Lucia is missing for 9 days and hardly anyone is actually looking for her. Her dad came back from his month-long bender only to hide out in the woods. Nate later speculated that he was waiting for her there, hoping to see her, knowing she’d be in the woods somewhere. When Lucia’s body is finally found, it’s not a shock. The build up was there. But what is shocking is what happened to her. We spend so much time on this slow-burning witch-hunt of Nate. The reporter photographing him outside the hotel. The bank statements of his hotel room purchases. Alecia’s estrangement in the fall-out. Her struggle (or sometimes lack thereof) to care for her autistic son in Nate’s absense. And what does Nate do with all his free time after he’s put on suspension from his job? No, that’s a legitimate question; I really want to know. Because he has a lot of time in his hands and we only ever see him walk the woods once or twice. The rest of the time his whereabouts are speculated on by his friends — the gym, hiking, sleeping. But when it really counts — that scientically proven time frame detailed by forensic evidence — he is with his wife, and can prove it. We circle like vultures around the death of trust, questioning what to believe, questioning our own feelings even. But in the end, Nate had nothing to do with Lucia’s death.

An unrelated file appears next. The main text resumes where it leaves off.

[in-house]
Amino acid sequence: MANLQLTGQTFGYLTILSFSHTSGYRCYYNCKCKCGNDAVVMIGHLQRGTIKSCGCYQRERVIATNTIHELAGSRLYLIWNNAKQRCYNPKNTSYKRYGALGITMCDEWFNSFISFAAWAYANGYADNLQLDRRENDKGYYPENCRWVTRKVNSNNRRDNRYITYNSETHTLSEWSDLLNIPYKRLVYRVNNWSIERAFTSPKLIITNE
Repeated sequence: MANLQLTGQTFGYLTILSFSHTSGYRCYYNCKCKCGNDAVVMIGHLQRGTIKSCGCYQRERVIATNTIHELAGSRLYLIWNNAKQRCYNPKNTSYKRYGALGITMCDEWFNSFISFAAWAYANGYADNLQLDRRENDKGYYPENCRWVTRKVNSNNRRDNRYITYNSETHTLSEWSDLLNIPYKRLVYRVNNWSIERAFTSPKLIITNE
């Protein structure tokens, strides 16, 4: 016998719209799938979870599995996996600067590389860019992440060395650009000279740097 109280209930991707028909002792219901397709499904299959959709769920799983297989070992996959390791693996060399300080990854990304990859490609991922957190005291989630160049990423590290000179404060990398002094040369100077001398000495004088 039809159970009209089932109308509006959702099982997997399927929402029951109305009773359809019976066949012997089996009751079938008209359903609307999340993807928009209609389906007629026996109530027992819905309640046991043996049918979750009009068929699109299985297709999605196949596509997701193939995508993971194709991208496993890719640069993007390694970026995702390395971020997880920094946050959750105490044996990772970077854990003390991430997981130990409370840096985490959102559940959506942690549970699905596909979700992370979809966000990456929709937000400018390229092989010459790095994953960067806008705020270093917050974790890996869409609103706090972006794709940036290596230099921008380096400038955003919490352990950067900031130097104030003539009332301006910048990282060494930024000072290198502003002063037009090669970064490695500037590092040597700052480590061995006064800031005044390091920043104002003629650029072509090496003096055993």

32. After Bridget finds the video of Andrew molesting an inebriated Lucia, she takes it to Nate who corroborates it. Lucia had confided in him what happened. She was raped. (The video cuts off before it gets graphic.) He laments having told her straight up: “I don’t believe you.” I’m starting to think Lucia killed herself and set Nate up for the fall. What I’d hoped to be an atmospheric thriller with a touch of magical realism has turned into a high school drama in the vein of Thirteen Reasons Why.